barracuda,  and  schools  upon  schools  of juvenile reef fish in and 
around the plunging coral reef that girdles the cay.   

We  quickly  found that the most precious commodity on this (and most 
of  the  other  North  shore beaches) is shade.  Sea grape trees line 
the  beach,  and  every shady spot beneath the trees had been claimed 
by   10:00   a.m.   Just  as  importantly,  we  learned  that  having 
possession  of  a shady spot in the morning did not guarantee a shady 
spot  in  the  afternoon.   On the North Shore beaches, the sun casts 
shade  on  the west side of the trees in the morning, and on the east 
side  in  the  afternoon.  We made sure that we staked out both sides 
of the tree!  Beach chairs were generously provided by the villa.

After  arriving  'home'  and  cooling  off in the pool, we drove (the 
truck  had A/C!) to town and the Fish Trap Restaurant, where we found 
seating  to  be immediate, service to be wonderful and attentive, the 
food excellent and the prices reasonable (for St. John).

St.  John  doesn't  offer  a  lot of nightlife, and everyone turns in 
early.   However,  for  us, nighttime was the high point of the day - 
we  got to take SHOWERS!!  I'll admit - I did cheat a little - I left 
the water on between the various phases of the shower.

Saturday 7/28

Trunk Bay

We  decided  to go to Trunk Bay, since it was a weekend and the beach 
would  not  be  crowded  with  cruise  ship passengers on land tours.  
Trunk  Bay  is  known as the best beach on the island, due in part to 
the  National  Park's innovative snorkel trail, a 225-yard underwater 
tour  through  the  coral  and  marine  life,  marked  by informative 
plaques.  We had read that the snorkeling trail had been decimated by 
over-snorkeling,  so  our expectations weren't high.  This beach also 
has  a  food  concession,  a  beach  shack  and  fresh water showers.  
Unlike  any  of  St. John's other beaches, the Park Service charges a 
$4  per  person  entry  fee.   We  found  that we could buy an annual 
National  Park  family pass for $15, which also included admission to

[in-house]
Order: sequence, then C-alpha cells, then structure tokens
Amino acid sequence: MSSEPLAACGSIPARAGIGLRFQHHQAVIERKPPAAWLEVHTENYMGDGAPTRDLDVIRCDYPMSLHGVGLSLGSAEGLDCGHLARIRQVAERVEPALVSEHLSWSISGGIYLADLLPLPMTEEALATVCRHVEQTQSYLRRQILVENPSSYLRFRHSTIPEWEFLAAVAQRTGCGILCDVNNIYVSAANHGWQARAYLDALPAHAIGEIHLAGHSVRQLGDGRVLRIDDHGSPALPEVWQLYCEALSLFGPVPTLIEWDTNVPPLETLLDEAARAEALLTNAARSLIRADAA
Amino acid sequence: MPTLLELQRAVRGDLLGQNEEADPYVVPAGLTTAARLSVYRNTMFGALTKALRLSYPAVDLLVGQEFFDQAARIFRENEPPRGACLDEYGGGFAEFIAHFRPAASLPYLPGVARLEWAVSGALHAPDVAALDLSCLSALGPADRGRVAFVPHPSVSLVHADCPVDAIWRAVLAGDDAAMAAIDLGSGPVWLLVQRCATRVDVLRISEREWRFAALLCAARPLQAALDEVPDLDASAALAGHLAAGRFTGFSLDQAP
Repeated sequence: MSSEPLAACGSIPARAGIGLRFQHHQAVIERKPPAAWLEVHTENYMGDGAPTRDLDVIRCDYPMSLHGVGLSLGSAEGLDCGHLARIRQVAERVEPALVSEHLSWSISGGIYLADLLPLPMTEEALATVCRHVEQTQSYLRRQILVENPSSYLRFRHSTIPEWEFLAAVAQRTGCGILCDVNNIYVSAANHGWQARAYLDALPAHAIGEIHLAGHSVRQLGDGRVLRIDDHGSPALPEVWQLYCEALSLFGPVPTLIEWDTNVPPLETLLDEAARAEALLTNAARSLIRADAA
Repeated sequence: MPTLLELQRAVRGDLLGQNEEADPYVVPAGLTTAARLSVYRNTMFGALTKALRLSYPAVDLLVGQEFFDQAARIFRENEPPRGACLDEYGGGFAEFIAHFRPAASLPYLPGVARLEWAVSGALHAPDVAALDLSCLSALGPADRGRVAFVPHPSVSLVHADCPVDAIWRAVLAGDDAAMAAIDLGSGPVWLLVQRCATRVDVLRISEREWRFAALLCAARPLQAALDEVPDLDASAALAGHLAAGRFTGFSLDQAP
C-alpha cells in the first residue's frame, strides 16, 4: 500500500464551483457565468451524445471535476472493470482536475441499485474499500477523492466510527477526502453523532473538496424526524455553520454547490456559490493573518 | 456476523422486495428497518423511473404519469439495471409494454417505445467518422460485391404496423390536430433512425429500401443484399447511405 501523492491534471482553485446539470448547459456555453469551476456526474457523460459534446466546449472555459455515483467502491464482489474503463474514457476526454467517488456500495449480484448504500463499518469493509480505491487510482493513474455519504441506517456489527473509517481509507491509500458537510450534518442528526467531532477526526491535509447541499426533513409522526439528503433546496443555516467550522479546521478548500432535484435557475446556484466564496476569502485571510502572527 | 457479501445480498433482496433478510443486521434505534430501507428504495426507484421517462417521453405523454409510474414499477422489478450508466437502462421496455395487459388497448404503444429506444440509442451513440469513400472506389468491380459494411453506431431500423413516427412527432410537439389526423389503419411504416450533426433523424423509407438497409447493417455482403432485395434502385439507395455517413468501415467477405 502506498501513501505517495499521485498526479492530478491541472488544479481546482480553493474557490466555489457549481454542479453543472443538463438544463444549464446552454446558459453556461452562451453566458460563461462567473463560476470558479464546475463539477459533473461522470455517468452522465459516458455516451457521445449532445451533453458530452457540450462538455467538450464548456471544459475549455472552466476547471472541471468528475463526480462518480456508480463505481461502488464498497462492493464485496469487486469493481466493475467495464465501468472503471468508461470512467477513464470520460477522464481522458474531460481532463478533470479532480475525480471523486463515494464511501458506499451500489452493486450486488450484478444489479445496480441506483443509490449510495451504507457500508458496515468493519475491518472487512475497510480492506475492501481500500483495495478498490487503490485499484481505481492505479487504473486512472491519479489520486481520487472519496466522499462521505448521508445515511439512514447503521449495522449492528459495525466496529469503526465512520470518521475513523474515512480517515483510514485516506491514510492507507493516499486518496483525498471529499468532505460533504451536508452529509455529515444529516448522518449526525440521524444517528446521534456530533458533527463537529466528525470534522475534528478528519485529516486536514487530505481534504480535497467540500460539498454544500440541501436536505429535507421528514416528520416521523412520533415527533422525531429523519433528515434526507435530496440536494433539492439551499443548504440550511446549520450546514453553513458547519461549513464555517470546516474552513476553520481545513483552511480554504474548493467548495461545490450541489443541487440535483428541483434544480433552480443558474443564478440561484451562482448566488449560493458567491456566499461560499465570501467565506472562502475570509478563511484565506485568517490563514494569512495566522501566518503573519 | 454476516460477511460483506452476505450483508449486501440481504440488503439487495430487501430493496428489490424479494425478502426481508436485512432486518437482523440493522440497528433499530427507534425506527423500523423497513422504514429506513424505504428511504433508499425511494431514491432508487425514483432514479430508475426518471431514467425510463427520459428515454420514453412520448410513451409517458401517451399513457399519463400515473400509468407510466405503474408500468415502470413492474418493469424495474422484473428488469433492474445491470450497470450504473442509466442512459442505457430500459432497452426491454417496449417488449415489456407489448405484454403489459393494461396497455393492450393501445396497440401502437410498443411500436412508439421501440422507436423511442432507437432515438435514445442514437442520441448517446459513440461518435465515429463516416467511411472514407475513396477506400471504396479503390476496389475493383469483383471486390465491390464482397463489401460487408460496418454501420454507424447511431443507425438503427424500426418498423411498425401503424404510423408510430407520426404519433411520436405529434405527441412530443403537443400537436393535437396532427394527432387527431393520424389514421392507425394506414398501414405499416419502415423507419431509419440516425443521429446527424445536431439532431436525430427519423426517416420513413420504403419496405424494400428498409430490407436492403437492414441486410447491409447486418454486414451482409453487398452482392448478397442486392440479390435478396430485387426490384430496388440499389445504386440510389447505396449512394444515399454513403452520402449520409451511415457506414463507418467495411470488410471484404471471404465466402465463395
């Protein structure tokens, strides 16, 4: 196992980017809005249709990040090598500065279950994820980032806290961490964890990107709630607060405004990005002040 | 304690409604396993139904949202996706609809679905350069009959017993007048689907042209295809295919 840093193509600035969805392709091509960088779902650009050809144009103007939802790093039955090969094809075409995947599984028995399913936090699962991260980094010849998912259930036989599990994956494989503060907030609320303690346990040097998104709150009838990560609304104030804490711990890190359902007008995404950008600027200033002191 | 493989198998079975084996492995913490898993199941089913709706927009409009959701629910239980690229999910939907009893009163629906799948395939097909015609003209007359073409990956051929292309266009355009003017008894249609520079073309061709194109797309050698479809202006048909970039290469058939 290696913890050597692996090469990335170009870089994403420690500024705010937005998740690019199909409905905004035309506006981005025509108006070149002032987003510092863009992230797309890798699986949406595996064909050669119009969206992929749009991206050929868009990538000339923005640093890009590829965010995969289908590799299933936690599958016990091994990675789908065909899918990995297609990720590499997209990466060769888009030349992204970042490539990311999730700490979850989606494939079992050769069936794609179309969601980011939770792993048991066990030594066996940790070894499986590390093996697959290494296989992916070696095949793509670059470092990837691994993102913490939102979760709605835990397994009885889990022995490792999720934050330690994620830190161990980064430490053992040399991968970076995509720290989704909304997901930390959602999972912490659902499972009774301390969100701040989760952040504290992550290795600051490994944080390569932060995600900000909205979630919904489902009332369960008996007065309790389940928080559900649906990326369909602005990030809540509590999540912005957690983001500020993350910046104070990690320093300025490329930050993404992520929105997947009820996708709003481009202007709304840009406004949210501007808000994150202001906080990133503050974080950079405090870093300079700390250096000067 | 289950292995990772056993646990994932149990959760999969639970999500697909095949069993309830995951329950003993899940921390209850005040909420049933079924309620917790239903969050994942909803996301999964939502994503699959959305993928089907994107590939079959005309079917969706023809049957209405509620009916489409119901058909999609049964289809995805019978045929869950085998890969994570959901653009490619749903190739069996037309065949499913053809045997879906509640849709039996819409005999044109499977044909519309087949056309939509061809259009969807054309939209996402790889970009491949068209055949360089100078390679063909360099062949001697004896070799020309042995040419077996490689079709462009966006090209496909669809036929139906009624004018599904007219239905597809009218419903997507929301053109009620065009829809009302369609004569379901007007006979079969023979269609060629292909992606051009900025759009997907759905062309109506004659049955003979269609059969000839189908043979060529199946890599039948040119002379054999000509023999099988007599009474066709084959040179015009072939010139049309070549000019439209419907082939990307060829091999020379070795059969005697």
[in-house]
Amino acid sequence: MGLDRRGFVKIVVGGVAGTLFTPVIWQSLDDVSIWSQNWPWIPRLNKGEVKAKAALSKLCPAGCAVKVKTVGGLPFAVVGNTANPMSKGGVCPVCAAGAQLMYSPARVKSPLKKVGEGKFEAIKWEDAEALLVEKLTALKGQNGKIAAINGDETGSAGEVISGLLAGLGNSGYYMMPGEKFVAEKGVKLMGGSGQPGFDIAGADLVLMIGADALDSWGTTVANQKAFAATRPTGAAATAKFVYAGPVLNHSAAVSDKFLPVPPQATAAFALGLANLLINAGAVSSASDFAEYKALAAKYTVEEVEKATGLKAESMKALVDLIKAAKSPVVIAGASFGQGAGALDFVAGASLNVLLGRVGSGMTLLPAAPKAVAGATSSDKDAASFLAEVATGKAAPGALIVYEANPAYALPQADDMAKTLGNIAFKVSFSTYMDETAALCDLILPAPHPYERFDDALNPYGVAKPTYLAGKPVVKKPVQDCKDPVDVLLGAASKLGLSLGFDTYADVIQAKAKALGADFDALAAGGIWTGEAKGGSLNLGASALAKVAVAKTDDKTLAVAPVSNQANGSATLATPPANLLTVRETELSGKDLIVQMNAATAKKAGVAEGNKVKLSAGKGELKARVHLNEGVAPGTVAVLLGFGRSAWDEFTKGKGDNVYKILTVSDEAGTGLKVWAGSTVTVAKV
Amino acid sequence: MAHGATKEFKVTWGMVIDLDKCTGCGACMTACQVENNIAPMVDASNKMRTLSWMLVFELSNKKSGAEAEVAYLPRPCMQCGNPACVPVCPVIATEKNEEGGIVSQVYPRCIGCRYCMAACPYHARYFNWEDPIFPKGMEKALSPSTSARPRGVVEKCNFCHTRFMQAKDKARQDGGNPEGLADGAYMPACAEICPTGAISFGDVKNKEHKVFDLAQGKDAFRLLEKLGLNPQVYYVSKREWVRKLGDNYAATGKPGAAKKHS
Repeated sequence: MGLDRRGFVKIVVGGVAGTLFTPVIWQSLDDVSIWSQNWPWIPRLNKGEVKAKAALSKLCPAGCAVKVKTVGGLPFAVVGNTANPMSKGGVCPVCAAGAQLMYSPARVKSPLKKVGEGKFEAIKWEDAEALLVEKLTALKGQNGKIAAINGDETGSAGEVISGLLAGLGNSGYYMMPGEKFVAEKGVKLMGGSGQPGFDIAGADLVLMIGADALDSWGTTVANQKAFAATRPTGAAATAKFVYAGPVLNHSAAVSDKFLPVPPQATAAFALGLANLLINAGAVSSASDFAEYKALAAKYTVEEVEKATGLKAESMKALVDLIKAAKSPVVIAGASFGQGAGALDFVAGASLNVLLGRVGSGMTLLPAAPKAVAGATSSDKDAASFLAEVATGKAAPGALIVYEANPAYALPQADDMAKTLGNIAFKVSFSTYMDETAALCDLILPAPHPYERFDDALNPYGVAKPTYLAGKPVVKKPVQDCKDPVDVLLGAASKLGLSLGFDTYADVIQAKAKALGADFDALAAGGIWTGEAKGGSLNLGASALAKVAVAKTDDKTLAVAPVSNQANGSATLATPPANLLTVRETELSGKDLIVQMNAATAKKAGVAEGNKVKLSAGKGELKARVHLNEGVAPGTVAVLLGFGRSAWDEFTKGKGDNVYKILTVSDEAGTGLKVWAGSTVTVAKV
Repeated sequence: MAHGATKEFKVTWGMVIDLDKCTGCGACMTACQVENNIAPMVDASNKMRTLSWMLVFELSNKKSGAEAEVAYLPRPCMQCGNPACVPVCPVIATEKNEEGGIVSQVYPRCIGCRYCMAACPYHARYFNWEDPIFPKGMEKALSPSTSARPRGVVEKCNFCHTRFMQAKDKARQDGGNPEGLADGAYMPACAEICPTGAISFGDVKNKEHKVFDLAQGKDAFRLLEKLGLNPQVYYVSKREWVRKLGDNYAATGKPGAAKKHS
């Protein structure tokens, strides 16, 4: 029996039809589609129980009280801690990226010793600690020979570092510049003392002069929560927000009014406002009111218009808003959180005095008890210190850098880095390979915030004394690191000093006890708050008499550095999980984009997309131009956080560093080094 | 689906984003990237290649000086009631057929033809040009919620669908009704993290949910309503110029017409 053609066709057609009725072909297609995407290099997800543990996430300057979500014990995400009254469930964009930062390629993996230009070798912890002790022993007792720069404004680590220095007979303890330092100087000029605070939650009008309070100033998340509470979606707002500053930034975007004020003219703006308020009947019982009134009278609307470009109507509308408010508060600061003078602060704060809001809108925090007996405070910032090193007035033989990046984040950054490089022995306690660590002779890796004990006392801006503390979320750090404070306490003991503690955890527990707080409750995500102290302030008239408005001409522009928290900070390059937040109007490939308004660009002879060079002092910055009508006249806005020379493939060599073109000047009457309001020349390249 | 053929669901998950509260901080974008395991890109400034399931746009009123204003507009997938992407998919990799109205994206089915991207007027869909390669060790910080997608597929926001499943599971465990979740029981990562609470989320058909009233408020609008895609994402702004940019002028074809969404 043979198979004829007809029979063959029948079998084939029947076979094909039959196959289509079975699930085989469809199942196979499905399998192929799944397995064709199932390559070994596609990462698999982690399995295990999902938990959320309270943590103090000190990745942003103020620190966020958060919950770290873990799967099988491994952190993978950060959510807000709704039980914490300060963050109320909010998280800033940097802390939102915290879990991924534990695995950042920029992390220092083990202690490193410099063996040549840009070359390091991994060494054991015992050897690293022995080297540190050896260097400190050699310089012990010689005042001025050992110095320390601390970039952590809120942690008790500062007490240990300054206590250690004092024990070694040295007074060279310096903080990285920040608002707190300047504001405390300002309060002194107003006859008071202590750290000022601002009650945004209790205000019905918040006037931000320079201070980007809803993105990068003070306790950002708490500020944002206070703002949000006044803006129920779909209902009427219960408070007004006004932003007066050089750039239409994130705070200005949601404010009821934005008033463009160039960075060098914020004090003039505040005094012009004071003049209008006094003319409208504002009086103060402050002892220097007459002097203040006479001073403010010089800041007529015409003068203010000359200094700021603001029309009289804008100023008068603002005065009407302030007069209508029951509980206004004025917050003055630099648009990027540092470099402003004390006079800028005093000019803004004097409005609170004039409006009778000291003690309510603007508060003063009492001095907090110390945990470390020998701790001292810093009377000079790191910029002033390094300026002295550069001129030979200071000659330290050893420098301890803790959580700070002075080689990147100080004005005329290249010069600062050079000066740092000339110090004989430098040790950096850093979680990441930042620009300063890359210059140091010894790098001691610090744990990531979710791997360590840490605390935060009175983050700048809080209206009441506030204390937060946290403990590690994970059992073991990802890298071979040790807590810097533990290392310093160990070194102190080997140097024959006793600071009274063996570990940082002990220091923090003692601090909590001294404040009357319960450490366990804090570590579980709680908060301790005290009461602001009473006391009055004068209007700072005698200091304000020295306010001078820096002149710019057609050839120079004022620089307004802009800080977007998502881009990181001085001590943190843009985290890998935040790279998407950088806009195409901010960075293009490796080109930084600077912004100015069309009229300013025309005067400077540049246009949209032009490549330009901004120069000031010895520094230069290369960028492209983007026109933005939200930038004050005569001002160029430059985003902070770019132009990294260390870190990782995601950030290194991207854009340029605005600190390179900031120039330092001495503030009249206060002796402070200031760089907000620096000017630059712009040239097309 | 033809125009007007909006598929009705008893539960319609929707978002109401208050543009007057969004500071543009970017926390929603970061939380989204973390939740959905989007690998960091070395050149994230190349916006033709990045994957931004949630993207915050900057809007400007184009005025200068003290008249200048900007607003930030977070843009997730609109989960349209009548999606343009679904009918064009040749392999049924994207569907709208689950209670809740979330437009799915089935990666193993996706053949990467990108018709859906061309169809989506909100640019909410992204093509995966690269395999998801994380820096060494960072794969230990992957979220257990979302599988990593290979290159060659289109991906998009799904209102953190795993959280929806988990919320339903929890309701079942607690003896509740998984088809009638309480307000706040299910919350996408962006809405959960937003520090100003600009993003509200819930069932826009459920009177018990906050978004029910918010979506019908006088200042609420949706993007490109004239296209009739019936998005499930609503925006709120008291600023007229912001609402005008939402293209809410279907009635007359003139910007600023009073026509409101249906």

the  Annaberg  Sugar  Plantation Ruins.  The ruins, on the north-east 
side  of  the  island  near  Francis  Bay,  also charge $4 per person 
admission.   David  returned to Trunk Bay once, and we returned there 
for  a  day  in  November.   We  all  went to Annaberg, too, so saved 
several dollars by buying the annual pass.  

We  found  snorkeling  at Trunk Bay to be quite good.  The snorkeling 
trail  is  in  good  shape, despite what we had read to the contrary.  
The  snorkeling along the east side of Trunk Cay and around the point 
of  rocks  is very good with lots of tropical fishes hiding among the 
rocks,  and  larger fish awaiting their chance to snag a smaller fish 
that  strays  too far from the coral and rock reef.  Trunk Bay itself 
is  a breathtakingly beautiful knock-down gorgeous beach, and a great 
beach for limin' and beaching.  

We  headed back to the apartment for a fresh water rinse in the pool, 
then  dinner  at  the Lime Inn, a charming open-air restaurant in the 
center  of  Cruz Bay.  Its menu includes local fresh sea food, steaks 
and  pasta.   The  price  is  moderate.  We recommend this restaurant 
highly  for  their quality food and quick courteous service. Early to 
bed  following  a  cool  shower,  in  anticipation  of another day in 
paradise tomorrow.

Sunday 7/29

Solomon Bay

Rain  is  welcome  in St. John.  It fills the cisterns, greens up the 
island  and  cleans  the landscape.  After raining all night, the sun